Monday, 12 September 2016

Brexit Won't Be So Hard

A thought occurs: if we wanted to be as petty minded as the Eurocrats of Brussels are seemingly determined to be, could we not object to the fact that our 'partners' are conducting meetings of the 27 without us when we have not yet officially told them that we are leaving? The referendum, we keep being told (correctly from a strict constitutional point of view) was merely advisory. And so until Article 50 is invoked, or until Britain starts repealing legislation or perhaps withholds our contribution or some such measure, we remain full members of the EU and thus entitled to attend any bloody meetings we choose. Indeed we have paid for the bloody meeting rooms.

It seems that the Brussels panjanarmy are and remain in high dudgeon about our leaving and are determined to be awkward about it. They can do this of course because they are unelected and accountable to nobody. This is why Jean-Claude Juncker issued a presidential edict that he was not entitled to issue forbidding all negotiations with we upstart Brits. How dare we have the effrontery to vote to leave.

Brussels has been watching the summer's events and has concluded that the mild chaos we have seen since June 24th means that they are already winning this phoney war. Yet mild chaos was always going to occur. Indeed we predicted as much. We also predicted some moderate financial chaos too. Now that autumn is here all is settling down again.

And the same seems also to be true of the British Government's position. Teams are being formed and ideas being circulated. And anyway, we haven't actually indicated our intention to leave yet, let alone our negotiating position. We can take our own sweet time in doing so and there isn't a damned thing that Brussels or the rest of Europe can do about it. We shall invoke Article 50 once it suits us. And not until.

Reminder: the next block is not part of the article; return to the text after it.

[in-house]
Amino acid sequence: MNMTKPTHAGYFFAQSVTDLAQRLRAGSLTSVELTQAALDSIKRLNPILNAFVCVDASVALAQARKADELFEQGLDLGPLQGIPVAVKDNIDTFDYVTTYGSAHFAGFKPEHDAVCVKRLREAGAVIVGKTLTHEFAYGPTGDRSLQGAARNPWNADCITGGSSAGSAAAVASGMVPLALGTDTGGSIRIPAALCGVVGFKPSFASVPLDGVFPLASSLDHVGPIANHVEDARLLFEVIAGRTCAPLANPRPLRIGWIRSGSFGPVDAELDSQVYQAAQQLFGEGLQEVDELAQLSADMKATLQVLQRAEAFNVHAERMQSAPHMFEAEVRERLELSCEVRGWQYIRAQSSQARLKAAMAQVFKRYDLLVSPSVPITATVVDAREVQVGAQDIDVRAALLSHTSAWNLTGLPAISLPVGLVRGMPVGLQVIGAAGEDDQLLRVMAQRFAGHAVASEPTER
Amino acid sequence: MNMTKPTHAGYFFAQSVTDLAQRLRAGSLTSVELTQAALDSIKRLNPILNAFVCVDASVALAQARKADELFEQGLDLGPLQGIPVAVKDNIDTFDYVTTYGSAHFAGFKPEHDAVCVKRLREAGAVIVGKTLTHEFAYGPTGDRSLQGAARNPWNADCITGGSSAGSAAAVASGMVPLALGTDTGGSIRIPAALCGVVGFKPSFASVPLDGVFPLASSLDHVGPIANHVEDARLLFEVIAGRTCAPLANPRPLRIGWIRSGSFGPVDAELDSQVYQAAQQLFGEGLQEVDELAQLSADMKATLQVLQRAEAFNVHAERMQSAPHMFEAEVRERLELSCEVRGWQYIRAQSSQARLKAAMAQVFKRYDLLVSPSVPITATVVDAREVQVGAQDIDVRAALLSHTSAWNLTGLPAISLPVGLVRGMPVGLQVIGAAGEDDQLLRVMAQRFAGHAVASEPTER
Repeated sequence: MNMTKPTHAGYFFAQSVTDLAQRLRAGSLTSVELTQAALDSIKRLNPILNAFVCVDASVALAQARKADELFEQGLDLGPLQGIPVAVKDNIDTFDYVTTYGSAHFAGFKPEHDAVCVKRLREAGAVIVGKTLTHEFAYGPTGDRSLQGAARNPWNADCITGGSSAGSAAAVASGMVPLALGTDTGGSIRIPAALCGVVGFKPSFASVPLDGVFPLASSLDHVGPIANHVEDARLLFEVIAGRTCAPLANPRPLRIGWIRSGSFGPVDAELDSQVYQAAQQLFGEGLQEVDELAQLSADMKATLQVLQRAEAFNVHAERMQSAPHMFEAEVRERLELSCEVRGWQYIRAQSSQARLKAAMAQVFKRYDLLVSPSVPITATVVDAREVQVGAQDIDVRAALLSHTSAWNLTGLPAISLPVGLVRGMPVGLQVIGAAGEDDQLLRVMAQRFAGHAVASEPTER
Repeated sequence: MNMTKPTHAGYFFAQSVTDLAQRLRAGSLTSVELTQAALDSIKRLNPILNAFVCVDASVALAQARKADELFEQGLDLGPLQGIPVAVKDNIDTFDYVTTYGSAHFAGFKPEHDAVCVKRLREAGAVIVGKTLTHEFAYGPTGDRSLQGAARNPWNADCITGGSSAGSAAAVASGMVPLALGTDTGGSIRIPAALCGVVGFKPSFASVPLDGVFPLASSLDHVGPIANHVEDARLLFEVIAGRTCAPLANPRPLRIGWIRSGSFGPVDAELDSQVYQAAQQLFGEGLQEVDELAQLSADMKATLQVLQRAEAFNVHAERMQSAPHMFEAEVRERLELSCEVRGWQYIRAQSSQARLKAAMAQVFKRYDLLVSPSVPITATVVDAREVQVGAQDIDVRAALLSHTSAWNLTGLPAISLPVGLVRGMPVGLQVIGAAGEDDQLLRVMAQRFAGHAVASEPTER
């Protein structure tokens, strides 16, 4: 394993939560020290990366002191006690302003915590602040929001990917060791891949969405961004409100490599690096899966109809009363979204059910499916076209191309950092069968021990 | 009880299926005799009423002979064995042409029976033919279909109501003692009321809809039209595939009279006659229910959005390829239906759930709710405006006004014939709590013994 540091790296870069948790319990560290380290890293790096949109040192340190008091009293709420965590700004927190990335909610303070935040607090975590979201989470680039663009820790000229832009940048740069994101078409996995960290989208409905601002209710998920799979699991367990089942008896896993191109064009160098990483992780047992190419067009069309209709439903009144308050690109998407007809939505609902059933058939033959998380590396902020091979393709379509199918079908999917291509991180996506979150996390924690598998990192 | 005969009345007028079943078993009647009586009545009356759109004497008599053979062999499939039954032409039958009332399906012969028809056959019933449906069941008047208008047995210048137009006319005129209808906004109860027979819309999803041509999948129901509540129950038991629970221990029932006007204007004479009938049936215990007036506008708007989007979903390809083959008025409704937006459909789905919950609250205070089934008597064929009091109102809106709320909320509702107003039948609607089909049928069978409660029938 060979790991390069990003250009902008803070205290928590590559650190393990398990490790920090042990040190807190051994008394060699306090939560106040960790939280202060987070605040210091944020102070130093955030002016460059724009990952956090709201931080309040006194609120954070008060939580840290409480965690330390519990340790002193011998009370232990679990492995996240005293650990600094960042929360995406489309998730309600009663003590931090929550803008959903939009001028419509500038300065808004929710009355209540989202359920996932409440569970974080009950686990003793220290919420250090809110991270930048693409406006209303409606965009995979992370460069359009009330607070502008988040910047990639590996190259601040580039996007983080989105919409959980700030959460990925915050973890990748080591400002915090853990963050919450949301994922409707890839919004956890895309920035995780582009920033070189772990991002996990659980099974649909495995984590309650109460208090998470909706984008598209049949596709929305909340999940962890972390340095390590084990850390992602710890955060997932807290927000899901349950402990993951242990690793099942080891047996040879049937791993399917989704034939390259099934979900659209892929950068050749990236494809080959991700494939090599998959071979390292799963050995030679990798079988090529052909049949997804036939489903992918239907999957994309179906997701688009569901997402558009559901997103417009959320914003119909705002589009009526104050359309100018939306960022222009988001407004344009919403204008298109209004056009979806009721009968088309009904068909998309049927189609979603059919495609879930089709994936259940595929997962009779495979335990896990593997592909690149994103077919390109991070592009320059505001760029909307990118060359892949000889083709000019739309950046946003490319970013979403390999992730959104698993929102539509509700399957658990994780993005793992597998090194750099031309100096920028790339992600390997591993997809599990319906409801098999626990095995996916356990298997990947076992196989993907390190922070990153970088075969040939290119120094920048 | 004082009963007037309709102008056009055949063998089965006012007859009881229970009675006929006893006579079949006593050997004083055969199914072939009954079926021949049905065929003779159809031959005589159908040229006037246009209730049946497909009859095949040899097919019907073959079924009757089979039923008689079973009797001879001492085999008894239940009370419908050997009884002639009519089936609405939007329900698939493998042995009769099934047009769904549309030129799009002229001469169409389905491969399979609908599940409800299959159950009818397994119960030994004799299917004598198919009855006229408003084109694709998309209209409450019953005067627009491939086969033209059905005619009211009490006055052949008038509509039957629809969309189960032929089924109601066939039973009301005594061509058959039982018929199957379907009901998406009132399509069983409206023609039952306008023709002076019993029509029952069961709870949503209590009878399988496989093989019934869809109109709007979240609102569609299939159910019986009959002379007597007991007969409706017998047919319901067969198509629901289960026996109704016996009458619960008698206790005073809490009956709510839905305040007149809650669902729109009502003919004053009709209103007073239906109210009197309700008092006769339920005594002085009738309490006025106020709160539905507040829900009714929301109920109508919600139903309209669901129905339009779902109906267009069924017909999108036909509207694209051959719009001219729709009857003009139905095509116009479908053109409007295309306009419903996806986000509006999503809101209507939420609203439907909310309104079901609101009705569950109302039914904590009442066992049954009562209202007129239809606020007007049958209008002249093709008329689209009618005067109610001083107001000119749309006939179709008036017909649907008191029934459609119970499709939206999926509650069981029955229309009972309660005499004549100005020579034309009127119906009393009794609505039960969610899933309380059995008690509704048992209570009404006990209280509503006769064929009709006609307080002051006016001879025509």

But even when we do let us imagine, as is not hard to imagine, that we find it difficult to do a deal with Europe in much the same way that the whole world seems to find it hard to do a deal with Europe because trying to get all of those disparate countries to agree is like herding cats. Well would a so called hard exit be so disastrous? Hardly. The benefits of the single market are exaggerated. How is it that the rest of the world manages to trade with the EU whilst not being members of this club? It's a point I believe many of us made prior to June 23rd.

The benefits of being in the single market are certainly there, but they are not so clear and demonstrable as to make us desperate. Being a member also has its costs in regulations and red tape. Even if our goods had to pay the EU tariff it would not be especially onerous and would be offset by the fall in the pound and by our being free of all of those regulations.

It's being reported today that it is possible that Britons might have to have visas to travel in Europe after our exit. Theoretically this may well be true and this is what Amber Rudd was acknowledging. But of course this would be idiocy of the highest order thus highly unlikely to occur. And the same is true over trade. It may well be the case that the unelected bureaucrats of Brussels wish to punish Britain for disobliging them. But the politicians facing elections will have other worries. They will also note that the British economy remains one of the healthier parts of the European economy, that we remain a huge market for European goods and in particular for German cars among other high end items. We shall no doubt be reminding our partners of these facts of life as negotiations get under way. How well would an already struggling EU economy cope with suddenly having one of its best customers operating on different terms? How would Germany react if they were pushed into recession thanks to Brussels intransigence? How would struggling France or Italy react?

Britain has a very strong case for demanding and getting a deal from the EU. But we have nothing to fear even if we don't. That is why those calling for a hard exit from the single market are surely right. Britain voted to leave the EU because the EU refused to listen or to allow us to govern ourselves. We are taking power back for ourselves. Our negotiating hand is a lot stronger than some would have us believe. Just ask the elected politicians of Europe.

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